Tyrion Lannister has suffered multiple indignities throughout the history of Game of Thrones, largely at the hands of his unfeeling father and fratricidal sister. In "The Laws of Gods and Men," they were paraded before him in a show trial, a series of lies, insults, and indignities, the kind he had been able to tolerate individually over the year but could not stand any more. Much like episode two, which spent half its running time on Joffrey's wedding, much of episode six was given over to Tyrion's trial. It was a bigger challenge, since Joffrey's wedding ended with his satisfying death, and this just had the cliffhanger of potential trial by combat. But it was charting an equally colossal moment.
"The Laws of Gods and Men" is a somewhat mocking title, considering the ridiculous nature of Tyrion's trial (he's given very little chance to defend himself or cross-examine witnesses), but it also refers to the laws that have long bound Tyrion to his noble family and served to protect him. Tywin once told him he would have happily left him to die but for the Lannister name Tyrion bears, and it's a name he's used to survive and thrive in a world that would have otherwise rejected him because of his stature. For all of his self-awareness, Tyrion has always considered himself a Lannister. In terms of his cunning and forward thinking, he's his father's truest heir, and as he reminded everyone in the throne room, he protected King's Landing from certain capture at the Blackwater.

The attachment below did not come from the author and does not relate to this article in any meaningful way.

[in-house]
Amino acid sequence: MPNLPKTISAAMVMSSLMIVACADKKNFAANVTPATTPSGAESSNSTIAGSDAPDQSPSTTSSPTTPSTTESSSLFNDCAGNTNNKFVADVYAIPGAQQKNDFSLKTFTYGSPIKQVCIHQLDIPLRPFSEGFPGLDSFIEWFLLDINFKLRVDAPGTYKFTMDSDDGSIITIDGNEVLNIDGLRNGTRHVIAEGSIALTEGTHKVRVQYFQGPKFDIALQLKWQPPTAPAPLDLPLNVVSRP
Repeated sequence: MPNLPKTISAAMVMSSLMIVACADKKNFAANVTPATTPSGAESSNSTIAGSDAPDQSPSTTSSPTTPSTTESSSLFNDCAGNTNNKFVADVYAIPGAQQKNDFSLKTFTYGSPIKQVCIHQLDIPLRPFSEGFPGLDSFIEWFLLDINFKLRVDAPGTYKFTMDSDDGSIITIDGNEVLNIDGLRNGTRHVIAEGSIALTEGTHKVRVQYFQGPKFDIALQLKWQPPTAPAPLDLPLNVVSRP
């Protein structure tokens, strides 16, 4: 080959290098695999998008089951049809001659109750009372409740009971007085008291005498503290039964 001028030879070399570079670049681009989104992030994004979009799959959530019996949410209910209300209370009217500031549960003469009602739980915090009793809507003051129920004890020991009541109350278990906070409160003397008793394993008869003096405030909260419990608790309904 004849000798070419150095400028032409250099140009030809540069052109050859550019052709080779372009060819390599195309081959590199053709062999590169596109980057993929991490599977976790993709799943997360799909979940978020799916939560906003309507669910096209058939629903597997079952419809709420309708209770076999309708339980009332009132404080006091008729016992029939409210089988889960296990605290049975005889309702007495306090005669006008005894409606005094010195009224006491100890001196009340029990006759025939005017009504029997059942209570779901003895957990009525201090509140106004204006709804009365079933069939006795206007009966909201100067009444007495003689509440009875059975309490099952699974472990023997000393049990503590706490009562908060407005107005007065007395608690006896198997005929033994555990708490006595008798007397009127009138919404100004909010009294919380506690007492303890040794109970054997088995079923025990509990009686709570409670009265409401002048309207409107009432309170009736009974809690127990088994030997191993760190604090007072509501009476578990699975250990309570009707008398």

Tyrion can shoulder the accusations leveled at him from people he despises (like Grand Maester Pycelle and Meryn Trant) and even from those he respects (Varys' testimony clearly stung, but Tyrion knows that Varys looks out for himself above anyone else). Just as with Ned's imprisonment in season one, we're led to believe that Tyrion will take the black and ride to the Wall, as part of a deal between Jaime and Tywin that will see Jaime become the heir his father wants him to be.